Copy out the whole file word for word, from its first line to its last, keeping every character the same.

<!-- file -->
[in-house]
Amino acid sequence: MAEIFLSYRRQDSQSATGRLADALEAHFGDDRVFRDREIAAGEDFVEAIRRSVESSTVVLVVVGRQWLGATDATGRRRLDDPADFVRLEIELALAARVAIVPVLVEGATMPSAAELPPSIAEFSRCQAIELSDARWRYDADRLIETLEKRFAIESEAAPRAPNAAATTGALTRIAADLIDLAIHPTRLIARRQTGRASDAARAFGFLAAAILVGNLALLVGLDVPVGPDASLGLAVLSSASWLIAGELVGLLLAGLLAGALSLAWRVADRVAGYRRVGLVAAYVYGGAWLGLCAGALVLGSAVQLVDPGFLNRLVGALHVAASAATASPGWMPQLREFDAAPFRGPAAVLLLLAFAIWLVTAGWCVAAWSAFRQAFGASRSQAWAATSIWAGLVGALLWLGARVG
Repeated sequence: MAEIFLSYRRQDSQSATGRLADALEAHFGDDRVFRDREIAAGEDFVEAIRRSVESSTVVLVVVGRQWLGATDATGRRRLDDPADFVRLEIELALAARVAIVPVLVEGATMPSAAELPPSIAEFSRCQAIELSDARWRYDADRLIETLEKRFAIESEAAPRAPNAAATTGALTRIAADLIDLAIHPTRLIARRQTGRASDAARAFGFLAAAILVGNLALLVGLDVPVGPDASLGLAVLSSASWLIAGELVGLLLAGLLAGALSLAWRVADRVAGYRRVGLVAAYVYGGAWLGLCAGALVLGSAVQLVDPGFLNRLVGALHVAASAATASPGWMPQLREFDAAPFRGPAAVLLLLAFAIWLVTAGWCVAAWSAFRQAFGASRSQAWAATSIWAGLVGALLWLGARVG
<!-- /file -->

[in-house]
Amino acid sequence: MAEIFLSYRRQDSQSATGRLADALEAHFGDDRVFRDREIAAGEDFVEAIRRSVESSTVVLVVVGRQWLGATDATGRRRLDDPADFVRLEIELALAARVAIVPVLVEGATMPSAAELPPSIAEFSRCQAIELSDARWRYDADRLIETLEKRFAIESEAAPRAPNAAATTGALTRIAADLIDLAIHPTRLIARRQTGRASDAARAFGFLAAAILVGNLALLVGLDVPVGPDASLGLAVLSSASWLIAGELVGLLLAGLLAGALSLAWRVADRVAGYRRVGLVAAYVYGGAWLGLCAGALVLGSAVQLVDPGFLNRLVGALHVAASAATASPGWMPQLREFDAAPFRGPAAVLLLLAFAIWLVTAGWCVAAWSAFRQAFGASRSQAWAATSIWAGLVGALLWLGARVG
Repeated sequence: MAEIFLSYRRQDSQSATGRLADALEAHFGDDRVFRDREIAAGEDFVEAIRRSVESSTVVLVVVGRQWLGATDATGRRRLDDPADFVRLEIELALAARVAIVPVLVEGATMPSAAELPPSIAEFSRCQAIELSDARWRYDADRLIETLEKRFAIESEAAPRAPNAAATTGALTRIAADLIDLAIHPTRLIARRQTGRASDAARAFGFLAAAILVGNLALLVGLDVPVGPDASLGLAVLSSASWLIAGELVGLLLAGLLAGALSLAWRVADRVAGYRRVGLVAAYVYGGAWLGLCAGALVLGSAVQLVDPGFLNRLVGALHVAASAATASPGWMPQLREFDAAPFRGPAAVLLLLAFAIWLVTAGWCVAAWSAFRQAFGASRSQAWAATSIWAGLVGALLWLGARVG